Mindless Eating

(As seen in The Telegram on Tuesday, May 24th 2011)

Without thought you’ve eaten half a pack of Jamjams while browsing Facebook. Or perhaps it was the full bag of chips while watching Republic of Doyle. We’ve all been guilty of it at one time or another. It's called mindless eating.

Many things tend to influence what we eat. Smells, shapes, containers, cupboards, labels, lights, packages, plates and even people. Believe it or not, it is thought the average person makes over 200 decisions a day about food! Not all of these decisions are what we would consider mindful however. Have you ever wondering after the fact why you ate the last week's homemade bread even though it wasn’t all that enjoyable and didn't taste fresh? We often do these things not because of hunger, but because there are signals and cues around us that tell us to eat.

There are many strategies that can help us to put a little more thought in our eating habits. One that works well is to think 20% more or less. When putting food on your plate put on 20% less than you think you'll actually eat. Science tells us the more food on our plates the more we are likely to eat. For fruits and veggies have 20% more. The second strategy you can try is to view all that you are going to eat before and while you eat it. This can work for a meal, snack and even beverage. It's easy to forget how much you've already eaten when there is nothing visually to remind you. To put this into perspective think of wing night at your favourite local restaurant. It’s easy to know how many wings you’ve eaten if the bones are left on the table, however if the bones are continually taken away chances are you’ll have a poor (and likely inaccurate) estimate of the food you consumed.

Pre-portioning all food before you eat whether it is a meal, snack, or beverage again is a good idea. Minimizing bowls, plates, cups and also cartons, boxes and bags also helps. Did you know that when using short wider glasses (rather than tall) people tend to pour more? Think too of how 6 ounces of spaghetti would appear on a 7 inch (side) plate. Significant and certainly the illusion of having more when compared to the same amount on a standard dinner plate of 9 or 10 inches. In addition to this, what is interesting is also the larger the food packaging the more likely people are to portion and consume more. Bigger packages, similar to big portions suggest this is a consumption norm and the ‘appropriate’ amount of food to eat. Think small or super-share. Supersizing may appear like a bargain to your pocketbook but it isn't to your health or waistline. The volume of food we eat also appears to be an important contributor to determining fullness. Science tells us if we normally eat a half pound burger and switch to a quarter pound burger we’re likely to still feel hungry after consumption. You may think the reason is common sense and has to do with the amount of food being less. This may be so, however it appears to be as much to do with the appearance and volume of food maybe more so. If you fill the quarter burger with lettuce, onion, tomato and other healthful fillings to make it appear the same size as the regularly consumed half pound burger, you’re more likely to remain full after eating it. Interesting.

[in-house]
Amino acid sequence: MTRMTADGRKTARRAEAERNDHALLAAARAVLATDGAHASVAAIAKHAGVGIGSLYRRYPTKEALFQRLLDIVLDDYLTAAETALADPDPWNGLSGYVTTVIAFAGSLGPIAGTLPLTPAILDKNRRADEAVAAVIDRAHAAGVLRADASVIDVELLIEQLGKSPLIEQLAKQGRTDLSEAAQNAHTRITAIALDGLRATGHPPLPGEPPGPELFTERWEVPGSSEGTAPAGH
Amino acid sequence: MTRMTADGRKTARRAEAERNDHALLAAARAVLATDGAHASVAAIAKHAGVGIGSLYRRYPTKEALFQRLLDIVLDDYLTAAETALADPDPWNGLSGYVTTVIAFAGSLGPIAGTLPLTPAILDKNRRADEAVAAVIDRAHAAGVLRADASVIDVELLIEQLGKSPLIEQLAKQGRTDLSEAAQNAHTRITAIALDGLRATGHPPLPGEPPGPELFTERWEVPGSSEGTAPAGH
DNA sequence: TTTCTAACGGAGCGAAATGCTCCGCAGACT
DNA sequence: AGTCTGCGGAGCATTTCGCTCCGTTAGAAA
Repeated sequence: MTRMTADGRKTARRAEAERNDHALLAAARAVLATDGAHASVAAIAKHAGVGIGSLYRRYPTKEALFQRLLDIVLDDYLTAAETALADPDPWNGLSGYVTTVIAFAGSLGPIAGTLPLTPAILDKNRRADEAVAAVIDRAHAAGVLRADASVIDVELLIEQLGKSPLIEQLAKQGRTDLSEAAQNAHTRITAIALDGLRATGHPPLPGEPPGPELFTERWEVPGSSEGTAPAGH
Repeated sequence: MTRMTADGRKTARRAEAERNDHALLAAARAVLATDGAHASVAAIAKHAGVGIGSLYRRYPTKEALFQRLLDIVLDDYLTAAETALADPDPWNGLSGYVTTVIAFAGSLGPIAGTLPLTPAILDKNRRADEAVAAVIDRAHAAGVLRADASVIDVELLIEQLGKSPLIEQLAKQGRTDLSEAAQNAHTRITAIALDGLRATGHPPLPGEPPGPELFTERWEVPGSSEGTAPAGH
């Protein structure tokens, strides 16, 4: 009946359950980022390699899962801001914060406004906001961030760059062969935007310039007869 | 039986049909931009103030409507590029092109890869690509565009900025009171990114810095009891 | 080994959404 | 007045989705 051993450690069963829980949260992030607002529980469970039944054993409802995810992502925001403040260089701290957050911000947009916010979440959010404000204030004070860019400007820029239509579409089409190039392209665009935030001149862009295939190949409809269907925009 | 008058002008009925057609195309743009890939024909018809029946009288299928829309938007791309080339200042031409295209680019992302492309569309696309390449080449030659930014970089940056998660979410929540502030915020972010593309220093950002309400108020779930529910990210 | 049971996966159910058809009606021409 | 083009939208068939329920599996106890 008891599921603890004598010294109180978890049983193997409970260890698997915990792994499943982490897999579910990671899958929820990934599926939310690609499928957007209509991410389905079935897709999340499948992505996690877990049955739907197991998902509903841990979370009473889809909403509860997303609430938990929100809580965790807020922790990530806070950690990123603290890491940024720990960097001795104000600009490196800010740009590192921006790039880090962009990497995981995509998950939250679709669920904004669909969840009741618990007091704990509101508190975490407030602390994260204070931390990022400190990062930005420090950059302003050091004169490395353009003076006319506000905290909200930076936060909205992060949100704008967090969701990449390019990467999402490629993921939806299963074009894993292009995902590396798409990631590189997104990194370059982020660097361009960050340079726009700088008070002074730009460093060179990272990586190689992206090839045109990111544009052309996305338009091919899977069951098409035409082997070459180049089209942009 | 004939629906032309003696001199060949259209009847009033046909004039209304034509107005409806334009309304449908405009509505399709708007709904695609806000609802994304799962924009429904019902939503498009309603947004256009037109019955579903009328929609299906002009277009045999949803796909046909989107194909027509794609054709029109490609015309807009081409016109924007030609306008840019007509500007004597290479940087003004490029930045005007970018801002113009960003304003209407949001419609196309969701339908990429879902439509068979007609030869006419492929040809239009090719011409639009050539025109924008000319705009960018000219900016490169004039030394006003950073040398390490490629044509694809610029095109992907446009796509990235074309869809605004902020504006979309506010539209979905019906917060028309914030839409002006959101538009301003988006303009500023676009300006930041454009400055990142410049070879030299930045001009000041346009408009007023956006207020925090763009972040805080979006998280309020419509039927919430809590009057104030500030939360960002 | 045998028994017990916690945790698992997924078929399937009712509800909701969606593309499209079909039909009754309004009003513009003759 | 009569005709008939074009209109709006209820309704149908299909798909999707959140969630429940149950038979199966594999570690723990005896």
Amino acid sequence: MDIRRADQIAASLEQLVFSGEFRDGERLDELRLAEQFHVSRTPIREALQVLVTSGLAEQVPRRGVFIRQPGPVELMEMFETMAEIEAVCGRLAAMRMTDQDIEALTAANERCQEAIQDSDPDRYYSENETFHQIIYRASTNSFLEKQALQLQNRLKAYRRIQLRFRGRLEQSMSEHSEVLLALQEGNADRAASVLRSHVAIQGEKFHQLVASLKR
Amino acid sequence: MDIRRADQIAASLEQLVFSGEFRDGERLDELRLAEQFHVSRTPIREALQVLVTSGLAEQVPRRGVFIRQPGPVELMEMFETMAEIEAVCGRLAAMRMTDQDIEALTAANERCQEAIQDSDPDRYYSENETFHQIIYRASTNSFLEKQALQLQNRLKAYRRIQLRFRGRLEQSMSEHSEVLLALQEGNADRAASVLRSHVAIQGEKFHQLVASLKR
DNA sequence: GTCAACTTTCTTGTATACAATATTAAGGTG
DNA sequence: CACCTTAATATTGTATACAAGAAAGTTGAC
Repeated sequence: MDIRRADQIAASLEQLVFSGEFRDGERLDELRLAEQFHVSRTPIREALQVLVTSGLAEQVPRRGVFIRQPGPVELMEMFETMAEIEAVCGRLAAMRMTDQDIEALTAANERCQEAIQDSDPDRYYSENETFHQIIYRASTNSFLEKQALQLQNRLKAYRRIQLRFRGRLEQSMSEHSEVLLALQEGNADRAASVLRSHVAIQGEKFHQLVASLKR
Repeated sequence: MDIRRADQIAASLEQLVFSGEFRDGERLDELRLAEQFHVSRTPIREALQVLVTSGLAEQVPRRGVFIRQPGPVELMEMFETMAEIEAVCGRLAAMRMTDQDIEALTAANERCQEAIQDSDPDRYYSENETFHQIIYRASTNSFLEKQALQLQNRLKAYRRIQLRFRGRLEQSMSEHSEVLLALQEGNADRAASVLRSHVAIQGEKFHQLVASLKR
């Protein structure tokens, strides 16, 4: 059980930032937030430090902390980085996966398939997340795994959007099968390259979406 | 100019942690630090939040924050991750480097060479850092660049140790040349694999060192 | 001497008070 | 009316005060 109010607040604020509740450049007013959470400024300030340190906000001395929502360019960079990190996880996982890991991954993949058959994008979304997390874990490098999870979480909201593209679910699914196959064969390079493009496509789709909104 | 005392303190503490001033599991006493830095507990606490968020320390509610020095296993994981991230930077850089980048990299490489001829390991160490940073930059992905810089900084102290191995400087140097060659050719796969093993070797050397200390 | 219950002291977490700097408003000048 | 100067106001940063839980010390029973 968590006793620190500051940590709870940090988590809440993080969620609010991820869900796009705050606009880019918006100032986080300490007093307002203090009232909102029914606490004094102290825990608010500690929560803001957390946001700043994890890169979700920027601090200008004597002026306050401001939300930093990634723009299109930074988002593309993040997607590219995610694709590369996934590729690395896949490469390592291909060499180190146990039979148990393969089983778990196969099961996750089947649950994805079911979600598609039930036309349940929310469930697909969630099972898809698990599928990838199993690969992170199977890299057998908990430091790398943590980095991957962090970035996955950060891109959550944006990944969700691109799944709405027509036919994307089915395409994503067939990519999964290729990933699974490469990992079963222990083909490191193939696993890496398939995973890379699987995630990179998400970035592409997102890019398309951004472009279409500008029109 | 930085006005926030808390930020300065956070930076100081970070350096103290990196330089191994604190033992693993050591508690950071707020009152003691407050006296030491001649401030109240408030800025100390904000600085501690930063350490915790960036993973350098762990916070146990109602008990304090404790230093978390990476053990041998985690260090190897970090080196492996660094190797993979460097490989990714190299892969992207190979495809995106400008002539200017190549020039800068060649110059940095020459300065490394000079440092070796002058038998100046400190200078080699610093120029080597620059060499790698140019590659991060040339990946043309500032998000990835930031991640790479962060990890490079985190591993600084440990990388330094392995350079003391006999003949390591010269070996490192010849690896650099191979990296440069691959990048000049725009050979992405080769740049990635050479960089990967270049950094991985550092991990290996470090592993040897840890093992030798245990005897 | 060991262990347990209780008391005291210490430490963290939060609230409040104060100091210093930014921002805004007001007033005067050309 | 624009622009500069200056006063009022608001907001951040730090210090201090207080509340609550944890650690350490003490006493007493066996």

Reformulating comfort foods is another way to be mindful while having your cake and eating it too. If ice cream is your thing, continue to have and enjoy it but have a smaller serving and top with fresh berries. If you enjoy baked nachos, cut back on the chips and cheese and pile on extra veggies and beans. Before long you'll notice that it’s out with the old and in with the new as these foods become your new comforts.

Rather than making overeating a habit, change to make it a hassle. In our house we keep the chocolate in the basement or hard to reach cupboard. That way someone really wants it they have to go through the extra trouble to get it!

If you are interested in more information on how to eat mindfully pick up the book by Brian Wansink entitled, 'Mindless Eating.' It's an excellent leisurely read and will certainly have you thinking more consciously about your 200 plus food decisions!